When Rango, a lost family pet, accidentally winds up in the gritty, gun-slinging town of Dirt, the less-than-courageous lizard suddenly finds he stands out. Welcomed as the last hope the town has been waiting for, new Sheriff Rango is forced to play his new role to the hilt.
10 Feb Rango (2011)
It is possible to decorate something ugly with beauty. It will still be essentially ugly, but have some attraction. Likewise, it is possible to have an ordinary movie, borrowing from others in an ordinary way, but to have some clever elaborative filmmaking.
Verbinski is something of a genius at this. His charter was to make a safe cartoon, and that means you assemble from known parts. Nowhere is this more routine than in the western. So what does he do? He borrows in the open, making each one a small insider joke. There are a spectrum of these, some overt, others subtle so players at any level can enjoy.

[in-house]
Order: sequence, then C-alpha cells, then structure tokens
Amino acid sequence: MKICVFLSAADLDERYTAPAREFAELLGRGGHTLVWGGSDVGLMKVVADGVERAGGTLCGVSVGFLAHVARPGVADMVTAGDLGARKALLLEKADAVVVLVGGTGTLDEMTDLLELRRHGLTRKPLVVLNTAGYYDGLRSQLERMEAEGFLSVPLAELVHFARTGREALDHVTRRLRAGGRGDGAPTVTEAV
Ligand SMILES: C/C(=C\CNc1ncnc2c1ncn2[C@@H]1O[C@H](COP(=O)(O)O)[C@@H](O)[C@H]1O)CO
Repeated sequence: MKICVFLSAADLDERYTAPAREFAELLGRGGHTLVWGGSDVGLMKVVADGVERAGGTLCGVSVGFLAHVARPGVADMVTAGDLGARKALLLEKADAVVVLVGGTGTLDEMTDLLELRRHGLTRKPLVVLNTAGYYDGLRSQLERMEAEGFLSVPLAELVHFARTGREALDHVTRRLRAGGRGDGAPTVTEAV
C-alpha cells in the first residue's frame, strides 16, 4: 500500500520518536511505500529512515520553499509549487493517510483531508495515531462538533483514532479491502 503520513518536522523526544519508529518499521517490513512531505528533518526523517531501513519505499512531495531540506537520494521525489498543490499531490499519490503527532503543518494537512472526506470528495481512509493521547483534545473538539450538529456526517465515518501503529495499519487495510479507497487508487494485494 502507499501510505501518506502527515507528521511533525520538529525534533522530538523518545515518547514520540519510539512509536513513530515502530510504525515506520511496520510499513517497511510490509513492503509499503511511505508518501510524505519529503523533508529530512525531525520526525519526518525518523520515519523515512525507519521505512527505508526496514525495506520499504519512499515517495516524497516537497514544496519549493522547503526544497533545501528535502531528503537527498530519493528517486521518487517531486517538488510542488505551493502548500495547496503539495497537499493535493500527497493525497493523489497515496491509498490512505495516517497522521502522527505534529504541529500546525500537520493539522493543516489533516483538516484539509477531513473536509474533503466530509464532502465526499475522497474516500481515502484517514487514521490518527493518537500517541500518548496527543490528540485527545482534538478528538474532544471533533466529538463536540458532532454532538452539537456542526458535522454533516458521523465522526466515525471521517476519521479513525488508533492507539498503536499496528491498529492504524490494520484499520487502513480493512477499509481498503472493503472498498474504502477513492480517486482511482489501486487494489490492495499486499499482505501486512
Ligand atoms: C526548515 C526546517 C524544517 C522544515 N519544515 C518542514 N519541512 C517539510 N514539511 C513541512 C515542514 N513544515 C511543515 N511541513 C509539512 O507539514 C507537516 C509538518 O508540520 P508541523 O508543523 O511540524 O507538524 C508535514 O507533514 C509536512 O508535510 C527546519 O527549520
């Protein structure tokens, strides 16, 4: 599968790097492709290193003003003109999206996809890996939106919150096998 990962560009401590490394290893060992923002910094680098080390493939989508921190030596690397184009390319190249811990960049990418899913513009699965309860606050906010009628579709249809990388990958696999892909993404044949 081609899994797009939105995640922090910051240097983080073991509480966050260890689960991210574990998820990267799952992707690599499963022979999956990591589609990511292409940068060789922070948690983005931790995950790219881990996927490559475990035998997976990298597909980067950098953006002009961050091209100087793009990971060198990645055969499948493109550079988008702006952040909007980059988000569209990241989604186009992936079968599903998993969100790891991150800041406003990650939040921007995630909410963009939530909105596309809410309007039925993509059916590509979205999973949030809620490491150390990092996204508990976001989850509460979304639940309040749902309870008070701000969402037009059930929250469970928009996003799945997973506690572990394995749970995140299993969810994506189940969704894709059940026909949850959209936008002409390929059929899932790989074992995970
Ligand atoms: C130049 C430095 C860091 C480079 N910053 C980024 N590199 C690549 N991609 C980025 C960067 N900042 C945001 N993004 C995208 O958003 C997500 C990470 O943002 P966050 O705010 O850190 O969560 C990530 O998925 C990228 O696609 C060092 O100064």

So he has to start with the notion that this thing is fractionally folded, in other words it has story bits lent from all over. This notion is conveyed by a frantic, schizophrenic introductory performance. Our main character is a chameleon, wink, wink. Even this is modelled after Robin Williams‘ intro from ‘Aladdin.‘ Once the story proper begins, we have a sequence of references to prior Depp films, including one never finished (‘Don Quixote‘), one where the writer is the subject (‘Fear and Loathing‘) and even his obscure Kustarica film.
Having set this deeply self-referential tone, it is safe to drag in the workhorse elements of other films, tacked onto the ‘Chinatown‘ storyline.
Posted in 2011
Ted’s Evaluation — 2 of 3: Has some interesting elements.